Your Comprehensive Guide to Fire Alarms and Fire Alarm Monitoring
By Andrew Erickson
April 29, 2023
Fire alarms and fire alarm monitoring play a critical role in protecting lives, property, and businesses from the devastating effects of fire.
Today, we'll explore the various aspects of fire alarm systems, discuss the importance of complying with NFPA codes, especially NFPA 72, and delve into initiating devices and the role of first responders.
We'll also discuss the differences between using a third-party central station for monitoring and managing your fire alarms in-house with a proprietary system.
NFPA Codes - and particularly NFPA 72
The National Fire Protection Association (NFPA) is a global, non-profit organization devoted to eliminating death, injury, and property loss due to fire, electrical, and related hazards. NFPA develops and maintains numerous codes and standards, including NFPA 72 - National Fire Alarm and Signaling Code.
This code provides guidelines for the design, installation, testing, and maintenance of fire alarm and emergency communication systems.
Adhering to NFPA 72 is essential to ensure that fire alarm systems function properly and provide the necessary protection. The code covers various aspects, such as fire alarm control panels, initiating devices, notification appliances, and emergency communication systems.
Compliance with NFPA 72 is vital for minimizing the risk of fire incidents and reducing the impact of fire-related emergencies. This is important for both life safety and the financial realities of limiting your associated liability.
Alarms Travel From Initiating Devices to First Responders
Fire alarm initiating devices are the sensors and detectors that identify the presence of fire or smoke, triggering the alarm system. Some common types of initiating devices include smoke detectors, heat detectors, and manual pull stations. These devices play a crucial role in providing early warnings, allowing occupants to evacuate the building and enabling first responders to react quickly.
First responders, such as firefighters and emergency medical services, rely on accurate and timely information from fire alarm systems to make informed decisions when responding to a fire incident. A well-designed and maintained fire alarm system can make a significant difference in the outcome of a fire emergency, saving lives and minimizing property damage.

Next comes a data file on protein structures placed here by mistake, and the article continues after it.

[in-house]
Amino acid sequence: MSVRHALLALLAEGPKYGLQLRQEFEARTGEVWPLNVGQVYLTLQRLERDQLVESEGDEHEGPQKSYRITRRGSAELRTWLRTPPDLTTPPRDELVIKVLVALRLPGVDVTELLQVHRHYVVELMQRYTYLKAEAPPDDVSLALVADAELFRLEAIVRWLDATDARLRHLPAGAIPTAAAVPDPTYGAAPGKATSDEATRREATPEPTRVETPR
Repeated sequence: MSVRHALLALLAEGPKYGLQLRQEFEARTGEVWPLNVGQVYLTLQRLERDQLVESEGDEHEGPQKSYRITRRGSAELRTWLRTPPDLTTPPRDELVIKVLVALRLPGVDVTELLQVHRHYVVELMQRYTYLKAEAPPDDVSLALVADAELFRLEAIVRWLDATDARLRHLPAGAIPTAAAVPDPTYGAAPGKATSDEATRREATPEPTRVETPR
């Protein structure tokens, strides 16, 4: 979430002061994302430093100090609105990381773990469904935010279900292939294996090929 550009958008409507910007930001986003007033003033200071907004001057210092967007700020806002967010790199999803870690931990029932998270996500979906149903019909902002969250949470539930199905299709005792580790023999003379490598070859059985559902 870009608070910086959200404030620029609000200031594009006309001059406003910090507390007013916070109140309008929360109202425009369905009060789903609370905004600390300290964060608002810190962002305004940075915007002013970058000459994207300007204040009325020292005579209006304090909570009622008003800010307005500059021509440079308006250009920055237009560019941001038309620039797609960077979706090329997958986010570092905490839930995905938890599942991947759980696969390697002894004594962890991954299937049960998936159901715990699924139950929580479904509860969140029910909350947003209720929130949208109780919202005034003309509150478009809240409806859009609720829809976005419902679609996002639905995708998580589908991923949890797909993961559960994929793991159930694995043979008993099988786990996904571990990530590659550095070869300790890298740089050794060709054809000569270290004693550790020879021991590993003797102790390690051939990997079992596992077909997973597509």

There is a third element here: the fire alarm control panel (FACP). That's the bridge between initiating devices and the monitoring station that alerts first responders.
Now that I mention monitoring stations, you must understand that you can accomplish that part in one of two distinct ways...
Third-Party Central Station Monitoring vs. In-House Proprietary Systems
When it comes to fire alarm monitoring, there are two primary options:
- Using a third-party central station, or
- Monitoring your fire alarms in-house with a proprietary system.
Third-party central station monitoring involves hiring a specialized company to monitor your fire alarm system 24/7. When an alarm is triggered, the central station receives the signal and dispatches the appropriate emergency services to your location.
This type of monitoring offers several benefits, including expert handling of alarms and potential insurance discounts.
On the other hand, proprietary monitoring systems allow your to monitor your fire alarms in-house with your own team.
This approach often involves installing and maintaining a dedicated fire alarm control panel and staffing trained personnel to monitor and respond to alarms. In-house monitoring can offer more control over the system, quicker response times, and potential cost savings. However, it does require an investment in infrastructure and personnel. That makes it best suited for college campuses, military bases, and city governments.
Choosing between third-party central station monitoring and in-house proprietary systems ultimately depends on factors such as budget, organizational structure, and risk tolerance.
Each option has its pros and cons. The final decision should be made based on a thorough assessment of the specific needs and resources of your business.
Connectivity Options for Fire Alarm Systems: Dialers, Network, Internet, and Private Mesh Radio Solutions
One key aspect of a fire alarm system's effectiveness is its connectivity, which ensures that alarms are quickly and reliably transmitted to monitoring centers and emergency services.
Let's now look at the multiple methods available for fire alarm system connectivity, including traditional dialers, network and internet, and private mesh radio solutions. I'll walk you through the advantages and disadvantages of each option, helping you make an informed decision when selecting a fire alarm system for your building or facility.
Traditional dialers, with many classified digital alarm communicator transmitters (DACTs) sending trouble codes, had been the standard method of fire alarm system connectivity for decades. This largely remains true.